Diagonal Herringbone Panels
Diagonal herringbone consists of a series of patterns of bricks – stretchers and soldiers laid at 90 degrees to one another, creating a diagonal pattern at 45 degrees to the horizontal (see Fig 260). Whilst the herringbone pattern still comprises only soldiers and stretchers, it is much more complex than basketweave and requires a considerable amount of cutting. The cuts are all square cuts and only bats of 65mm long and 140mm long are required to complete the pattern, but the cuts must be made very accurately and all to the same length, as errors will show up very obviously in the mortar joints. The relative complexity of the pattern also demands great concentration from the bricklayer as it is easy to make a mistake, especially if bricks of two colours are being used.
Fig. 260 Method of constructing a herringbone panel, again starting with an opening formed in the main wall ready to receive the panel.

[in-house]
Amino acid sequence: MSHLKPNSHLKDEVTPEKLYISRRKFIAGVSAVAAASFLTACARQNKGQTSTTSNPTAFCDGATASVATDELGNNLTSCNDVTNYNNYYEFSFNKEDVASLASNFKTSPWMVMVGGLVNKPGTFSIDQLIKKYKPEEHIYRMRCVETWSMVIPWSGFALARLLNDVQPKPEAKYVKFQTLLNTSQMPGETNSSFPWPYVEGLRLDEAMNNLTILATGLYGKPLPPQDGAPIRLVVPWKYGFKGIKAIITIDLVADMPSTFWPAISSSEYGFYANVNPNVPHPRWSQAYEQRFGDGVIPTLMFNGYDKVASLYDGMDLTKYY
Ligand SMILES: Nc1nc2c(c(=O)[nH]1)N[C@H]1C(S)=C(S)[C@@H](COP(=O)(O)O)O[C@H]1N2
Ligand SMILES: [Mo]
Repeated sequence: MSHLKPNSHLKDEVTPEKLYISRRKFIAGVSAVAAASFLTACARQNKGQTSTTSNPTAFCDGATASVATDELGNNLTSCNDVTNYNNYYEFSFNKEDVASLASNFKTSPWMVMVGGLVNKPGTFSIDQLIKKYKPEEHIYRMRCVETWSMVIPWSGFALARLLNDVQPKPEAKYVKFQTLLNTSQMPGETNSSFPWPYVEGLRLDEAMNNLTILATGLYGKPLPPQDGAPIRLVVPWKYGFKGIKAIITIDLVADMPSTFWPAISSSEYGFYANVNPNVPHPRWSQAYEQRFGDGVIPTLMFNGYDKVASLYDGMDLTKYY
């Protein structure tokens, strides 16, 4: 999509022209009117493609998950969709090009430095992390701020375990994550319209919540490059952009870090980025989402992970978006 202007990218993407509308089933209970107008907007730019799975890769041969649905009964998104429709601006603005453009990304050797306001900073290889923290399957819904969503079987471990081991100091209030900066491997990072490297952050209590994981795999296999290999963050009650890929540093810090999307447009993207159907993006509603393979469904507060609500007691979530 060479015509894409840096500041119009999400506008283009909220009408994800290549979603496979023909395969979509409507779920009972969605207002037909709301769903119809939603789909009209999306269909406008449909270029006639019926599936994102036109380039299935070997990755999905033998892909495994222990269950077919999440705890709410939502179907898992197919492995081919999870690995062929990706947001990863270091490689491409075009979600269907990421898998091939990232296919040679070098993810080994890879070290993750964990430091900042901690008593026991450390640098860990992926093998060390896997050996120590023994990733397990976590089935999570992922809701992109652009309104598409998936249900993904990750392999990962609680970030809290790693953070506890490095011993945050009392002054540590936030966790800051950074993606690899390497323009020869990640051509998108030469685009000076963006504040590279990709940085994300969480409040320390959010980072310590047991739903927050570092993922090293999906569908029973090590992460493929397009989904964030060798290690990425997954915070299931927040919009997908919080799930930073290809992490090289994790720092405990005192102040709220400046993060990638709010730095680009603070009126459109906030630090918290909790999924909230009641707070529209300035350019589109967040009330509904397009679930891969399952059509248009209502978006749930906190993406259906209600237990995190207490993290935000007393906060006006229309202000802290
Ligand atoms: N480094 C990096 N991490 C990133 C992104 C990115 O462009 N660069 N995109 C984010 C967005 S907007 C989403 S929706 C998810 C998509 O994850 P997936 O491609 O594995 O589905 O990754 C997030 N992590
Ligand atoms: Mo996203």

The panel bricks are laid in the order shown in Fig 260, starting from the bottom right-hand corner. In this case the use of a line for only one stretcher at a time becomes impractical, so stretchers are laid and checked for level with a boat level and the face plane lined in to the surrounding brickwork with a straight-edge or spirit level. The soldier bricks must be laid vertically and each one must also be checked up its vertical side with a boat level, and the front face plane lined in to the surrounding brickwork with a straight-edge or spirit level. This ‘up and down from one side to the other’ pattern of working is repeated as the panel is built, then the brickwork of the main wall is continued over the top of the panel. Great care must be taken to ensure the correct thickness of mortar joints so that they line up properly with the bed joints of the brickwork in the main wall. An overly thin bed joint under one soldier brick can very quickly disturb the symmetry of herringbone.